• Introduction
  • Removal of terms and introduction of new terms
  • Categorisation
  • Insurance
  • Anicillary issues
  • Changes to specific terms
  • Conclusion


The risks attached to international trade are considerable and for business terminology to be effective, phrases must mean the same thing throughout the industry. That is why the International Chamber of Commerce created the Incoterms in 1936 and have updated them periodically with the current version being Incoterms 2010 coming into force from 1 January 2011.

The 2010 version of the Incoterms has been designed to take into account the spread of customs-free zones, the increase in use of electronic communications, heightened security concerns and the increase in use of door-to-door logistics.

The 2010 terms are simpler than the 2000 terms in that four of the terms have been removed and the categories have been changed and reduced from four to two. In addition, the new terms are designed to serve both domestic and international trade and insurance cover has been amended to reflect the alterations made to the Institute Cargo Clauses dealt with at a previous breakfast. The new terms also allocate parties' responsibilities to provide information in order to obtain security related clearances and expressly allocate responsibility for terminal handling charges.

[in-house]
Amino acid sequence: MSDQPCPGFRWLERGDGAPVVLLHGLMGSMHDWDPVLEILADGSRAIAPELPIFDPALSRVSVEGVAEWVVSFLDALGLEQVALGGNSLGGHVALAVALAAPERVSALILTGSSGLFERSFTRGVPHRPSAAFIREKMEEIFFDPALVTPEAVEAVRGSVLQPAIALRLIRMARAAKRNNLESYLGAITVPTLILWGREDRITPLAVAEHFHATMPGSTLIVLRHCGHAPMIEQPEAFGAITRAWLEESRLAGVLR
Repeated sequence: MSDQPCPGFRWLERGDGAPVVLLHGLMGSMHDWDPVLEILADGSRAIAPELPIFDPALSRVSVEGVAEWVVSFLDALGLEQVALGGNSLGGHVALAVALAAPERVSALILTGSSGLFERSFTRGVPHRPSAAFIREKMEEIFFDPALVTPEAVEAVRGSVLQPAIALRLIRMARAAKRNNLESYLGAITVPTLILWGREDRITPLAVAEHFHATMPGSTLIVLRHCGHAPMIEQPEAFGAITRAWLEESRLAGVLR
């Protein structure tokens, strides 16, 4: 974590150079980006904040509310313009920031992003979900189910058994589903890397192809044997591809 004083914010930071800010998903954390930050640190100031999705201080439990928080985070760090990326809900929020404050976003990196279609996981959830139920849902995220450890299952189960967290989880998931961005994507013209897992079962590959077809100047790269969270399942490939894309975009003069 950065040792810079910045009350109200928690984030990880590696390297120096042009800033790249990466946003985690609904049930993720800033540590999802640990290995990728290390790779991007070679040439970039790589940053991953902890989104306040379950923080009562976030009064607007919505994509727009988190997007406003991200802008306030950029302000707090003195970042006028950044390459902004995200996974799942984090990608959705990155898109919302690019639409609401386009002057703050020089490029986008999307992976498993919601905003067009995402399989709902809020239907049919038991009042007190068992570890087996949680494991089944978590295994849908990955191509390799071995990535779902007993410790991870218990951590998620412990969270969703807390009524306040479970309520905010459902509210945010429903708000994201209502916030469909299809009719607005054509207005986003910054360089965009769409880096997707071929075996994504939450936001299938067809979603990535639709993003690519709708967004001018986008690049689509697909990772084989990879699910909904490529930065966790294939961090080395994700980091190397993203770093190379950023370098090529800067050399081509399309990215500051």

What the new terms cannot do is remove all of the risks relating to international trade. The parties still need to: specifically incorporate the Incoterms; properly identify the correct one to use; and ensure that the selected term properly reflects both the parties' intentions and the logistical peculiarities of that route; and parties must remember the Incoterms are not a complete contract and they must add in terms dealing with the price, the method of payment and the passing of ownership;

Using Incoterms 2010 and avoiding the underlying pitfalls should ensure that any disputes and claims can be dealt with expeditiously.

Removal Of Terms And Introduction Of New Terms